Evaluations and Compensation
ARE YOU PREPARED??
Most of us are not! We are in the PROTECTION business, yet we are grossly unprepared to take action should a disaster occur to ourselves and to our own businesses. Sort of reminds you of the story of the shoemaker and his children, doesn’t it?
However, it is never too late to prepare. Disaster Planning and Recovery is a topic that needs to be addressed by every agency RIGHT NOW!! As the year draws to a close, you should identify what could happen in your agency, and what you can do to resolve the disaster. This plan should be done in writing and kept off premises. The plan should be shared with at least all managers and, in smaller agencies, with all employees. The plan should address any disaster that would interrupt your service to clients.
Some of the issues that should be addressed are:
1. Weather and natural disasters
c. Windstorm or flood
2. Human related disasters
a. Accident (i.e. loss of facility, electric, telephone or key owner, manager, employee)
b. Terrorism and law-breaking (including computer viruses, theft, arson, or fraud)
3. System Breakdowns
a. Computer crashes
b. Failure of service provider (i.e. system vendor, telephone carrier)
These are some of the common issues addressed in Disaster Recovery Plans. Others may be particular to a given geographic territory or to personal issues, but the key to the Plan is to identify what COULD go wrong and to write out how you expect to manage through the disaster.
Our recovery programs follow an acronym, RESTORE
R – regain control and manage the crisis. If you noticed in the aftermath of the 9/11 attacks, everyone wandered in a daze. Only the preparedness and bravery of the police and fire crews permitted any semblance of control. That preparedness was proceduralized and practiced countless times until the “managers” (crew chiefs) knew what steps to take to regain control.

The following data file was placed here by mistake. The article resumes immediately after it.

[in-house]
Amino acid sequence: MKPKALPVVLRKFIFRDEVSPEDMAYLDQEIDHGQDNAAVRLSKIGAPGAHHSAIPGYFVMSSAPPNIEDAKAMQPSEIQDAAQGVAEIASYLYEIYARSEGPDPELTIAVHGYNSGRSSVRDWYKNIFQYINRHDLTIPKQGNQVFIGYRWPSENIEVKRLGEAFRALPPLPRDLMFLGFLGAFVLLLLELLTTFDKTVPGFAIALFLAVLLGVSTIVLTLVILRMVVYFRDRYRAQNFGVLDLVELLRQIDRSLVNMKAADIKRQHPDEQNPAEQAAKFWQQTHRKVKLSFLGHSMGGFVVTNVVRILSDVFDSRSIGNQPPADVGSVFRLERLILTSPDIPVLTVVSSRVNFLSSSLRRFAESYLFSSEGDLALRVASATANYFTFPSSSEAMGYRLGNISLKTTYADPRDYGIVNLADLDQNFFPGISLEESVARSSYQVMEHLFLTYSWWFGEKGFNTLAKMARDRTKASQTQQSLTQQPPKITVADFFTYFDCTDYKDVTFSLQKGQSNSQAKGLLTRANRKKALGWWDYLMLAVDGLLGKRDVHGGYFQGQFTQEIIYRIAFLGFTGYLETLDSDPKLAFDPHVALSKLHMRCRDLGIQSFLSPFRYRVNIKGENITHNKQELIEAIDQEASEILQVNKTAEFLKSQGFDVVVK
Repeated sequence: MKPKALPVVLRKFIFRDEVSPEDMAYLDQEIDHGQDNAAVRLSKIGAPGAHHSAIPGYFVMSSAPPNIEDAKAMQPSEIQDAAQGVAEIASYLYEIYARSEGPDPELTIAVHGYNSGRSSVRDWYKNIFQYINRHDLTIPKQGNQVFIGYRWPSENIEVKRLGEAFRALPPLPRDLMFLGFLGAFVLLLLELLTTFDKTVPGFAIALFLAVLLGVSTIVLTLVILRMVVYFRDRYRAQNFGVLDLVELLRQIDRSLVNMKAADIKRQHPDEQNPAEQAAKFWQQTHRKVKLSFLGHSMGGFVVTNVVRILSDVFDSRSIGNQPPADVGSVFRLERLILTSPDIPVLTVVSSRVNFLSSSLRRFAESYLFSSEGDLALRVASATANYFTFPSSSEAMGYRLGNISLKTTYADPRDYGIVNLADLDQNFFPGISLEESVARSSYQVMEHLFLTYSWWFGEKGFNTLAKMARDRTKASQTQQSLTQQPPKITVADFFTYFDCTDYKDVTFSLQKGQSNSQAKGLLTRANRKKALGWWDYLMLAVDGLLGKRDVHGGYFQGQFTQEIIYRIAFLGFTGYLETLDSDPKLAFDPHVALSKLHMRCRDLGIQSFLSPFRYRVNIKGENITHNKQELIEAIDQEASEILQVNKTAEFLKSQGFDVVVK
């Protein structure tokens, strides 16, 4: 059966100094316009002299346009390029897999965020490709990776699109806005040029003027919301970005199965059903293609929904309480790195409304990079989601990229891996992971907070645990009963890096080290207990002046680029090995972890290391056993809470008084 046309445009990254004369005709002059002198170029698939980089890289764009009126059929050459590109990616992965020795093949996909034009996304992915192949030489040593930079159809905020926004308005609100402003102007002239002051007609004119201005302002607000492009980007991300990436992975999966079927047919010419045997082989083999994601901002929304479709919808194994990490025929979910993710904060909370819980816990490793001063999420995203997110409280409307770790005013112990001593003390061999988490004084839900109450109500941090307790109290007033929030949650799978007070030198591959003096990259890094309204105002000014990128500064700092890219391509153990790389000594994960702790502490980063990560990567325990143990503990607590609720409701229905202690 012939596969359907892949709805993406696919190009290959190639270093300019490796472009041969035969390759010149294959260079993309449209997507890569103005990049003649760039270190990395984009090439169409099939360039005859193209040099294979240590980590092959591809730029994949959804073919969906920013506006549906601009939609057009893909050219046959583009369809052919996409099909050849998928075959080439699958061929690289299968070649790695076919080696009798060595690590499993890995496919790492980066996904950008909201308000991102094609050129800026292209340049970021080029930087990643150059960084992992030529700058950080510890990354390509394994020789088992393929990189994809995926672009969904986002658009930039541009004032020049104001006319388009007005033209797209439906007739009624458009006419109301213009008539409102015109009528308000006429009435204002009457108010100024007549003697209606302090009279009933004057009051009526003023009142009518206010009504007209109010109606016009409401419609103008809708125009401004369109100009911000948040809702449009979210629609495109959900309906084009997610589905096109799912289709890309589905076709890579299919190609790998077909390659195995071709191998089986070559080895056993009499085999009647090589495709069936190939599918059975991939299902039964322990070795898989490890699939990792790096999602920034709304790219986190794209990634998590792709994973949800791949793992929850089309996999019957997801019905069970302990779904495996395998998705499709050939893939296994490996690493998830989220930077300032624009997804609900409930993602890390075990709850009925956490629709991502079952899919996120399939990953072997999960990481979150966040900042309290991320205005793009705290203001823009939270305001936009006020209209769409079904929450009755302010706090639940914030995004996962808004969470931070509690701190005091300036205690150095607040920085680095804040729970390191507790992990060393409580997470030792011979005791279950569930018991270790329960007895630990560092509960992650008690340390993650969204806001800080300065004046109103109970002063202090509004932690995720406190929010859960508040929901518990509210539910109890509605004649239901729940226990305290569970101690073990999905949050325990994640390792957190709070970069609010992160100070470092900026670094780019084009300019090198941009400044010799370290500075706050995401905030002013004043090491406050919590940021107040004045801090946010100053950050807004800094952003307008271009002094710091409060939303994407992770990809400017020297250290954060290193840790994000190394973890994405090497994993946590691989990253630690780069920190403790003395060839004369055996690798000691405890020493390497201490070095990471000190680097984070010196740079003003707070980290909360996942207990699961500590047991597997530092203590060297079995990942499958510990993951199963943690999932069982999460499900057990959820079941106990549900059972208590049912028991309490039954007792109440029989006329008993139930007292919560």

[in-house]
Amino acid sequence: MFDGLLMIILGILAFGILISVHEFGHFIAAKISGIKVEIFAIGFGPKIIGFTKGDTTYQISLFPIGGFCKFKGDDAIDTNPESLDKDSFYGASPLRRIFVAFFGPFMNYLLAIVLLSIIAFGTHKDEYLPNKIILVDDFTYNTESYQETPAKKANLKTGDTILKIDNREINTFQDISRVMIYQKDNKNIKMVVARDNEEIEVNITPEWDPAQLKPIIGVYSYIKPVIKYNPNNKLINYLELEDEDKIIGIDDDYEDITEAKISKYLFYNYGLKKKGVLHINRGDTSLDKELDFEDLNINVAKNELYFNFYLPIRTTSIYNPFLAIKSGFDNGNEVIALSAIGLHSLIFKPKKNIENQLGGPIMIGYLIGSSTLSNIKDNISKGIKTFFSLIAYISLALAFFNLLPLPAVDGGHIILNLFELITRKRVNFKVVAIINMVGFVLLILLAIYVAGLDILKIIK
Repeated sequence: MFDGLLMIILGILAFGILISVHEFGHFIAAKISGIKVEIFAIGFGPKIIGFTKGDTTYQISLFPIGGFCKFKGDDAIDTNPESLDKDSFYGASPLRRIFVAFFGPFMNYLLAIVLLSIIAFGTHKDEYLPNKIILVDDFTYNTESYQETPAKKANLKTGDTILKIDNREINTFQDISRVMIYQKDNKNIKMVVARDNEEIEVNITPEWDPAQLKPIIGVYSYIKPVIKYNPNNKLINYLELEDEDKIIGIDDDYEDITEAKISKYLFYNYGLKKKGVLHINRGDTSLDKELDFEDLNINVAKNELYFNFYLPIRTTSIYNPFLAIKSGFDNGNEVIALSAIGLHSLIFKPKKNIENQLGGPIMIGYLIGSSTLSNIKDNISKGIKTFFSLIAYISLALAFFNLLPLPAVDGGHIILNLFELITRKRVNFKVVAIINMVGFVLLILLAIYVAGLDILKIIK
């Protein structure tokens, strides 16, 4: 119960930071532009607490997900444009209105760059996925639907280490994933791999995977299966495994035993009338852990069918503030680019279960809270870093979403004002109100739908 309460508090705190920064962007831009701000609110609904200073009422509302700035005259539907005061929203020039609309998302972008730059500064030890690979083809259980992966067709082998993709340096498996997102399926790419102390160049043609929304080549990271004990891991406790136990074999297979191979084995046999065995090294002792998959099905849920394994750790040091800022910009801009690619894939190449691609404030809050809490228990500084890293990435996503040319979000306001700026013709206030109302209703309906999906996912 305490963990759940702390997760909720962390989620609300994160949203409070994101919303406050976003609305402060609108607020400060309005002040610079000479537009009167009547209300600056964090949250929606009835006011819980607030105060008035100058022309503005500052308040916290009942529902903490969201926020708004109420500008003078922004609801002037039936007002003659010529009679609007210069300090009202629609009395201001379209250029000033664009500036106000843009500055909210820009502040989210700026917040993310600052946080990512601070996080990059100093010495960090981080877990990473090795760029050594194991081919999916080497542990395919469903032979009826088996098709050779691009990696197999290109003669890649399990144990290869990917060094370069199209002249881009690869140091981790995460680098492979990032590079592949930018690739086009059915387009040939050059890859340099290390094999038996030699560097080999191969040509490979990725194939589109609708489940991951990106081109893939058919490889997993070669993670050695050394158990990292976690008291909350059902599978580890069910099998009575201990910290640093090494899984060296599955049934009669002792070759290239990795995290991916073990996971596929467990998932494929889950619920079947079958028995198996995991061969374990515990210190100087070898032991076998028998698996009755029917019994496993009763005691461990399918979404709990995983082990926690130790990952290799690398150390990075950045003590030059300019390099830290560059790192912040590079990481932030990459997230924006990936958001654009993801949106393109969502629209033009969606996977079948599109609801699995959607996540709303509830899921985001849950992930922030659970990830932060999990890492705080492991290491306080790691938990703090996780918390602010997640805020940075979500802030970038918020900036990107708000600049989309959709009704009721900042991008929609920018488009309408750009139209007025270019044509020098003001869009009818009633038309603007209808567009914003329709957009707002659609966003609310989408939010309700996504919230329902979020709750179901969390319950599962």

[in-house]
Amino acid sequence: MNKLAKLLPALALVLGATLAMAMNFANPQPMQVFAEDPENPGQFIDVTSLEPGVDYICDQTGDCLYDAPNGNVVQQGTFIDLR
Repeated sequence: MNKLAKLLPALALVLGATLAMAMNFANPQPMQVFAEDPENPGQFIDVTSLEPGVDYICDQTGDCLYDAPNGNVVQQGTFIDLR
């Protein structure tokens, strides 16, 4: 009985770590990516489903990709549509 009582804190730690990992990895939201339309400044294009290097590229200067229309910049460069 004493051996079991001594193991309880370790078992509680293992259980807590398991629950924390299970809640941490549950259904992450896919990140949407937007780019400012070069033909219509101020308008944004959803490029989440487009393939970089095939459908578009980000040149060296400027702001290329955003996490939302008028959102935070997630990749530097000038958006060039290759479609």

E – Ease the fears and reactions to the crisis. People always come before “things”. Contacting employees, customers, and suppliers will reassure that you do have control and, although certainly not yet in full control, you are actively working on normalizing the situation.
S – Secure needed physical assets. Your staff will need surfaces to work upon, pens and paper, computers, telephones, photocopiers, etc. This part of the plan determines how, from whom, and how fast you can get your physical assets together
T – The Technological systems (regaining telephones/back-ups). Reinstalling systems, getting telephones, call forwarding, and going “live”
O – Open a business location. Pre-planning sometimes permits you to identify and open in an alternative location in a matter of hours or days.
R – Restore customer service capabilities. Just being there to take service calls will temper the crisis atmosphere, even if there is little you can do beyond answering the phones.
E – Establish normal communications with customers and carriers. Clean up and restoration of normal business conditions.
You must address four specific issues within each of these activities:
· Activities – the logical sequence of jobs that need to be performed following a crisis
· Needs – physical needs to re-establish operations (i.e. computers, photocopiers, telephones, etc.)
· People – A list of who will do what in an emergency
· Communications – To whom, what, and how to communicate in an emergency
This is a sample of the guide we use when we create Disaster Recovery Plans for insurance agencies. It requires a disciplined, logical sequence of events committed to writing in order to assure that you and your business are prepared in the event of a crisis.
This Plan will cause most agents to re-think (or consider for the first time) back-up systems, locations, alternate and emergency telephone numbers and a communications system to keep employees, clients and suppliers informed as the recovery progresses.
Agency Consulting Group, Inc. has helped to create Disaster Recovery Plans for agents and is available to do so for PIPELINE readers (call us at 800-779-2430). The process is not overly complicated – but it does have to be managed to conclusion and updated as conditions in the agency change (review annually).